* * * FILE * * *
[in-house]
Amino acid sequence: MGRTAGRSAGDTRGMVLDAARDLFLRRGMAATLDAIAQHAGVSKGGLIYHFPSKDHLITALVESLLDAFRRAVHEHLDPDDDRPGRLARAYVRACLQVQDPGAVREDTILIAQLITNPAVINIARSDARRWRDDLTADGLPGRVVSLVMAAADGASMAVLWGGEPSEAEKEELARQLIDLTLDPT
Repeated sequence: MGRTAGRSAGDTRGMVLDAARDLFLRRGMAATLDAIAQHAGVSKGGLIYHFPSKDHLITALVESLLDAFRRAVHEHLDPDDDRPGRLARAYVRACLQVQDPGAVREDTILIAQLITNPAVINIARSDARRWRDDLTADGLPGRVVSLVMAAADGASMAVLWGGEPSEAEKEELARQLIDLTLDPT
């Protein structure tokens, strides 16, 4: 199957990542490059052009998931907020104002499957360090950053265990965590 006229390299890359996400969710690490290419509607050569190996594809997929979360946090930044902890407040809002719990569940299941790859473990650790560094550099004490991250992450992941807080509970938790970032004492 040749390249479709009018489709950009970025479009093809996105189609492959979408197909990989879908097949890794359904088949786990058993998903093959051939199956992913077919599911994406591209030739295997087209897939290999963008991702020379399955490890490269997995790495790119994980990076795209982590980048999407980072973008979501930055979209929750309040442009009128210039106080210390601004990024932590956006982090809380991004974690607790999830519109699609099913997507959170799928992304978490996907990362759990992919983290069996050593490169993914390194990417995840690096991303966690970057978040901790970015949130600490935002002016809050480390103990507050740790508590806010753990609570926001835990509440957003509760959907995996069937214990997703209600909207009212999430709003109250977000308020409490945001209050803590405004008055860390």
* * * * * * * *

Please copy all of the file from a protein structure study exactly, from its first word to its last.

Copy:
[in-house]
Amino acid sequence: MGRTAGRSAGDTRGMVLDAARDLFLRRGMAATLDAIAQHAGVSKGGLIYHFPSKDHLITALVESLLDAFRRAVHEHLDPDDDRPGRLARAYVRACLQVQDPGAVREDTILIAQLITNPAVINIARSDARRWRDDLTADGLPGRVVSLVMAAADGASMAVLWGGEPSEAEKEELARQLIDLTLDPT
Repeated sequence: MGRTAGRSAGDTRGMVLDAARDLFLRRGMAATLDAIAQHAGVSKGGLIYHFPSKDHLITALVESLLDAFRRAVHEHLDPDDDRPGRLARAYVRACLQVQDPGAVREDTILIAQLITNPAVINIARSDARRWRDDLTADGLPGRVVSLVMAAADGASMAVLWGGEPSEAEKEELARQLIDLTLDPT
């Protein structure tokens, strides 16, 4: 199957990542490059052009998931907020104002499957360090950053265990965590 006229390299890359996400969710690490290419509607050569190996594809997929979360946090930044902890407040809002719990569940299941790859473990650790560094550099004490991250992450992941807080509970938790970032004492 040749390249479709009018489709950009970025479009093809996105189609492959979408197909990989879908097949890794359904088949786990058993998903093959051939199956992913077919599911994406591209030739295997087209897939290999963008991702020379399955490890490269997995790495790119994980990076795209982590980048999407980072973008979501930055979209929750309040442009009128210039106080210390601004990024932590956006982090809380991004974690607790999830519109699609099913997507959170799928992304978490996907990362759990992919983290069996050593490169993914390194990417995840690096991303966690970057978040901790970015949130600490935002002016809050480390103990507050740790508590806010753990609570926001835990509440957003509760959907995996069937214990997703209600909207009212999430709003109250977000308020409490945001209050803590405004008055860390």